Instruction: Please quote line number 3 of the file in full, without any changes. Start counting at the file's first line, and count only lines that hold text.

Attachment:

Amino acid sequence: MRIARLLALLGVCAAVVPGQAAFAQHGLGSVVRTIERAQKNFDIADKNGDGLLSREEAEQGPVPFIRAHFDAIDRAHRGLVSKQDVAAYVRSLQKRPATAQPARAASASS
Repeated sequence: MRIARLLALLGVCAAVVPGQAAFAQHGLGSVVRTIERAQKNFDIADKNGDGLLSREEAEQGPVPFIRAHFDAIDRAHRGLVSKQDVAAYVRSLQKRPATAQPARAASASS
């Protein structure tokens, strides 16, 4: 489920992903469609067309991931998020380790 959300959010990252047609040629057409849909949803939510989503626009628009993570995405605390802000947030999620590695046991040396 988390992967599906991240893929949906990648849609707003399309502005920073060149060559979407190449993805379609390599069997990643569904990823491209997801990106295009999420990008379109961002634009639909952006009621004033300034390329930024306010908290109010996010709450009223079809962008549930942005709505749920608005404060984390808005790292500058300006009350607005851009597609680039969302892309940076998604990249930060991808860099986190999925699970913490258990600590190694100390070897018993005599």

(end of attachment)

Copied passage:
């Protein structure tokens, strides 16, 4: 489920992903469609067309991931998020380790 959300959010990252047609040629057409849909949803939510989503626009628009993570995405605390802000947030999620590695046991040396 988390992967599906991240893929949906990648849609707003399309502005920073060149060559979407190449993805379609390599069997990643569904990823491209997801990106295009999420990008379109961002634009639909952006009621004033300034390329930024306010908290109010996010709450009223079809962008549930942005709505749920608005404060984390808005790292500058300006009350607005851009597609680039969302892309940076998604990249930060991808860099986190999925699970913490258990600590190694100390070897018993005599």